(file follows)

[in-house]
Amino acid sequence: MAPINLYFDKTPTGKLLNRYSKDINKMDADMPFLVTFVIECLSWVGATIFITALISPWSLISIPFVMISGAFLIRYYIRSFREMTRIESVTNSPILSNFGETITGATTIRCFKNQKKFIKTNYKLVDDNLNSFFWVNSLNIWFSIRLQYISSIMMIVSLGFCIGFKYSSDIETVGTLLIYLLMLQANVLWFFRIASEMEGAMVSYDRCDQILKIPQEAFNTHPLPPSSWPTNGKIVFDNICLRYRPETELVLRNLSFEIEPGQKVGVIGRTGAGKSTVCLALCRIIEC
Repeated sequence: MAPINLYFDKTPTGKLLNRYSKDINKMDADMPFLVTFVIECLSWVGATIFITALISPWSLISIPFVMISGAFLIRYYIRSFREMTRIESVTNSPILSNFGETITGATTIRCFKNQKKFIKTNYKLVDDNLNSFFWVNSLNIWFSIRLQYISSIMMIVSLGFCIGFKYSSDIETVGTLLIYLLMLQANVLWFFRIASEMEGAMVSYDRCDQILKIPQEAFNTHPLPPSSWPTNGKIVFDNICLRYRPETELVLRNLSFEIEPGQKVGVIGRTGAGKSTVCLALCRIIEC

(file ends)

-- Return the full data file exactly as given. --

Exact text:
[in-house]
Amino acid sequence: MAPINLYFDKTPTGKLLNRYSKDINKMDADMPFLVTFVIECLSWVGATIFITALISPWSLISIPFVMISGAFLIRYYIRSFREMTRIESVTNSPILSNFGETITGATTIRCFKNQKKFIKTNYKLVDDNLNSFFWVNSLNIWFSIRLQYISSIMMIVSLGFCIGFKYSSDIETVGTLLIYLLMLQANVLWFFRIASEMEGAMVSYDRCDQILKIPQEAFNTHPLPPSSWPTNGKIVFDNICLRYRPETELVLRNLSFEIEPGQKVGVIGRTGAGKSTVCLALCRIIEC
Repeated sequence: MAPINLYFDKTPTGKLLNRYSKDINKMDADMPFLVTFVIECLSWVGATIFITALISPWSLISIPFVMISGAFLIRYYIRSFREMTRIESVTNSPILSNFGETITGATTIRCFKNQKKFIKTNYKLVDDNLNSFFWVNSLNIWFSIRLQYISSIMMIVSLGFCIGFKYSSDIETVGTLLIYLLMLQANVLWFFRIASEMEGAMVSYDRCDQILKIPQEAFNTHPLPPSSWPTNGKIVFDNICLRYRPETELVLRNLSFEIEPGQKVGVIGRTGAGKSTVCLALCRIIEC